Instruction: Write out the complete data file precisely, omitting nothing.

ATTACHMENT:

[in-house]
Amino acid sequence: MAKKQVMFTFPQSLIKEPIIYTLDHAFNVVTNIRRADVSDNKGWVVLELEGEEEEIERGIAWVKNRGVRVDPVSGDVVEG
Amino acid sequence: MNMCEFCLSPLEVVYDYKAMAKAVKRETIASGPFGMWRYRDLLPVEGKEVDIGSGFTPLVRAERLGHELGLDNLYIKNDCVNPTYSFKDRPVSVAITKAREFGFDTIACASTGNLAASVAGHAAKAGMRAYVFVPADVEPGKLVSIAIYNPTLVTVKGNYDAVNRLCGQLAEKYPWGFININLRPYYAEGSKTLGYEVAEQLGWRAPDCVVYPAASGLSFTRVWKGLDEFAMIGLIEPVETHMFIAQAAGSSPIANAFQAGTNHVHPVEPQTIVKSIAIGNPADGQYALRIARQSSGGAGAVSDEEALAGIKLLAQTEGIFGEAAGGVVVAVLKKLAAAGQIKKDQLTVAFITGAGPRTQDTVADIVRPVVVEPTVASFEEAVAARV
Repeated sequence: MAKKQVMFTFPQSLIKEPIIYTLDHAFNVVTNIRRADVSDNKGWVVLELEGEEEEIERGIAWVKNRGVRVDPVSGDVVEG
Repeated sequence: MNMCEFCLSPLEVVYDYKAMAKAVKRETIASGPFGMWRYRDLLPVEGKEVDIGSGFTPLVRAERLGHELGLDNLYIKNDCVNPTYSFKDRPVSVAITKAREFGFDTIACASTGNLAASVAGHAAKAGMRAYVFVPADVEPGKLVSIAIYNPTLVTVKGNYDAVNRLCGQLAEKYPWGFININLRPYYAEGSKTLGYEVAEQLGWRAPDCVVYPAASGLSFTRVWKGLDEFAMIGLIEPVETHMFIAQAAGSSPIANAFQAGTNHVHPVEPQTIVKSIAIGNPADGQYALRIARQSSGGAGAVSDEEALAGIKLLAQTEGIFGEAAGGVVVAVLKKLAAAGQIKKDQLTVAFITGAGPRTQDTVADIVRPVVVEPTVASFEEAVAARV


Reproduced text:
[in-house]
Amino acid sequence: MAKKQVMFTFPQSLIKEPIIYTLDHAFNVVTNIRRADVSDNKGWVVLELEGEEEEIERGIAWVKNRGVRVDPVSGDVVEG
Amino acid sequence: MNMCEFCLSPLEVVYDYKAMAKAVKRETIASGPFGMWRYRDLLPVEGKEVDIGSGFTPLVRAERLGHELGLDNLYIKNDCVNPTYSFKDRPVSVAITKAREFGFDTIACASTGNLAASVAGHAAKAGMRAYVFVPADVEPGKLVSIAIYNPTLVTVKGNYDAVNRLCGQLAEKYPWGFININLRPYYAEGSKTLGYEVAEQLGWRAPDCVVYPAASGLSFTRVWKGLDEFAMIGLIEPVETHMFIAQAAGSSPIANAFQAGTNHVHPVEPQTIVKSIAIGNPADGQYALRIARQSSGGAGAVSDEEALAGIKLLAQTEGIFGEAAGGVVVAVLKKLAAAGQIKKDQLTVAFITGAGPRTQDTVADIVRPVVVEPTVASFEEAVAARV
Repeated sequence: MAKKQVMFTFPQSLIKEPIIYTLDHAFNVVTNIRRADVSDNKGWVVLELEGEEEEIERGIAWVKNRGVRVDPVSGDVVEG
Repeated sequence: MNMCEFCLSPLEVVYDYKAMAKAVKRETIASGPFGMWRYRDLLPVEGKEVDIGSGFTPLVRAERLGHELGLDNLYIKNDCVNPTYSFKDRPVSVAITKAREFGFDTIACASTGNLAASVAGHAAKAGMRAYVFVPADVEPGKLVSIAIYNPTLVTVKGNYDAVNRLCGQLAEKYPWGFININLRPYYAEGSKTLGYEVAEQLGWRAPDCVVYPAASGLSFTRVWKGLDEFAMIGLIEPVETHMFIAQAAGSSPIANAFQAGTNHVHPVEPQTIVKSIAIGNPADGQYALRIARQSSGGAGAVSDEEALAGIKLLAQTEGIFGEAAGGVVVAVLKKLAAAGQIKKDQLTVAFITGAGPRTQDTVADIVRPVVVEPTVASFEEAVAARV